TEXT OF COMMENTARY
TESS VIGELAND: There's certainly no time like the present to start thinking through our healthcare conundrum. Marketplace commentator and U.S. Comptroller General David Walker has one approach.
DAVID WALKER: The plain and simple truth is if we don't dramatically reform our healthcare system, it could bankrupt America.
In the end, Americans want unlimited healthcare so long as someone else will pay for it. This type of system is both unaffordable and unsustainable.
Here's one possible way forward. We could have the federal government take steps to ensure "basic and essential" healthcare for all Americans without having a government-run health system.
The federal government would pay for Americans to receive immunizations, preventative care, and protection against financial ruin due to a catastrophic illness or accident, while avoiding taxpayer-funded "heroic measures."
Beyond that, people of all ages would be able to acquire supplemental health care coverage through their employers or other groups.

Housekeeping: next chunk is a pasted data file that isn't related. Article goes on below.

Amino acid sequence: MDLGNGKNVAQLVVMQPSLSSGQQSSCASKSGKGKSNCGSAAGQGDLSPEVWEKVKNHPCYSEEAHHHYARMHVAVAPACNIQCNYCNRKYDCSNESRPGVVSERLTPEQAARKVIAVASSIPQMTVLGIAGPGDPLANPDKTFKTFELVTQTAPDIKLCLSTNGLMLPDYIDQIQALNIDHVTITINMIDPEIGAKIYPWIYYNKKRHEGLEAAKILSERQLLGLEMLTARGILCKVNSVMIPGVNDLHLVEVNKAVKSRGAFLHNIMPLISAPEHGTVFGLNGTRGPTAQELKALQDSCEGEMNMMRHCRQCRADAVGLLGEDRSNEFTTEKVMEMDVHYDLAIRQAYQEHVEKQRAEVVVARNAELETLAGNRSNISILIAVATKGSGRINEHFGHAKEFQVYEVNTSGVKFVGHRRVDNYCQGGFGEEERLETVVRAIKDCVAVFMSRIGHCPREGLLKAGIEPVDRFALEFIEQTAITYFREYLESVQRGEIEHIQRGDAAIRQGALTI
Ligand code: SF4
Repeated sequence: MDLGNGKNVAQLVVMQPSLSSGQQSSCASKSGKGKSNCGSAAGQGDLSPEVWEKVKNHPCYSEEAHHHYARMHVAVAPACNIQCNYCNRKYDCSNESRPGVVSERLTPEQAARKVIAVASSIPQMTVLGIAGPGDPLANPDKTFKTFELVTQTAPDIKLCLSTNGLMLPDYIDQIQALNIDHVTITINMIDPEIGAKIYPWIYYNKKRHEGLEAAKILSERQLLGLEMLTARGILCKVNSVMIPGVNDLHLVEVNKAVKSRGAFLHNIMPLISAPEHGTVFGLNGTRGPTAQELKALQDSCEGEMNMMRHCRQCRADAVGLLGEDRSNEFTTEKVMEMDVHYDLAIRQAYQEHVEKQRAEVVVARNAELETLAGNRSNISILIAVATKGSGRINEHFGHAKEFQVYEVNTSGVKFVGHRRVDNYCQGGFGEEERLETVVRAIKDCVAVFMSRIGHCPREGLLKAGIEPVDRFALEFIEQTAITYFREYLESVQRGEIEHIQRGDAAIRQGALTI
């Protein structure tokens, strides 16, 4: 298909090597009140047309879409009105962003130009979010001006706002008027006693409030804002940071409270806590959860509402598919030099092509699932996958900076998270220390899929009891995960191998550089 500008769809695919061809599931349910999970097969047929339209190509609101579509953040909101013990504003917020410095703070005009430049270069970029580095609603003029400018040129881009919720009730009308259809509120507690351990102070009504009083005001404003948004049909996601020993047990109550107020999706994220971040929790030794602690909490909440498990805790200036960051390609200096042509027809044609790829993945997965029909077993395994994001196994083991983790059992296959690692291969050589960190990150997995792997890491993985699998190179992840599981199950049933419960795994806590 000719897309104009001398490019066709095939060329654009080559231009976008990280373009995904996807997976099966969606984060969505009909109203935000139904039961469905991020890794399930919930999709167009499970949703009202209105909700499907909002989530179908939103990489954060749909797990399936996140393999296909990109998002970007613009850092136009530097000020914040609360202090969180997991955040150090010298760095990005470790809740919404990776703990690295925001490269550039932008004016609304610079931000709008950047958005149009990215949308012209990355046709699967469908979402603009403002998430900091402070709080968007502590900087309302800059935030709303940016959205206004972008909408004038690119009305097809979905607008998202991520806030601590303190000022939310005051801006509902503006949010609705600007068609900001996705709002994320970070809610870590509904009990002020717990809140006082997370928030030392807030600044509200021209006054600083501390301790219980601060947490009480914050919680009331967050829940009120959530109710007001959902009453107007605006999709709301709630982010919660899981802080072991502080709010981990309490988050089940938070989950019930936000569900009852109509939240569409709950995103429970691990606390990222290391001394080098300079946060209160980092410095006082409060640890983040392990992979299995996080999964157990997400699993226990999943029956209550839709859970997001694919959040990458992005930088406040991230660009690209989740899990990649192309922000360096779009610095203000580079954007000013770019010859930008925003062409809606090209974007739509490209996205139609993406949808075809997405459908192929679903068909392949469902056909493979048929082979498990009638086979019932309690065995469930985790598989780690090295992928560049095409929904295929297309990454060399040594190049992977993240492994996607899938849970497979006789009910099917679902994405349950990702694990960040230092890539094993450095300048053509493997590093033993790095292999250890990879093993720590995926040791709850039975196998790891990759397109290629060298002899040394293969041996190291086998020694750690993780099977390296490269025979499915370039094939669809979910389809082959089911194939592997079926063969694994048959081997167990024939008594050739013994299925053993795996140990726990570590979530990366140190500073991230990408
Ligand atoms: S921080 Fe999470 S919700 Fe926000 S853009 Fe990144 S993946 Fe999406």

Government would also take steps to assure that individuals have the opportunity to purchase additional healthcare at group rates. A person's level of coverage and own health habits would determine the premium they would have to pay for any supplemental coverage.
Yes, it will take years to make this type of dramatic reform a reality. But we need to quit throwing money at the problem and define what we want the future to look like today so we can take steps to achieve it over time.
Ultimately, we need to answer three key questions:
First, should we limit the percentage of the federal budget dedicated to healthcare costs and, if so, at what level? In the last 40 years alone, Medicare and Medicaid costs have grown from 1 percent to 19 percent of the federal budget.
Second, should the federal government take steps to assure that every American has basic and essential health care?
Finally, how can we make sure that the U.S. achieves consistently above-average healthcare results for an industrialized nation like ours?
Right now, we're zero for three in answering these key questions. I call that a strike out. We can and must do better.
VIGELAND: David Walker heads up the Government Accountability Office. His formal title is Comptroller General of the United States.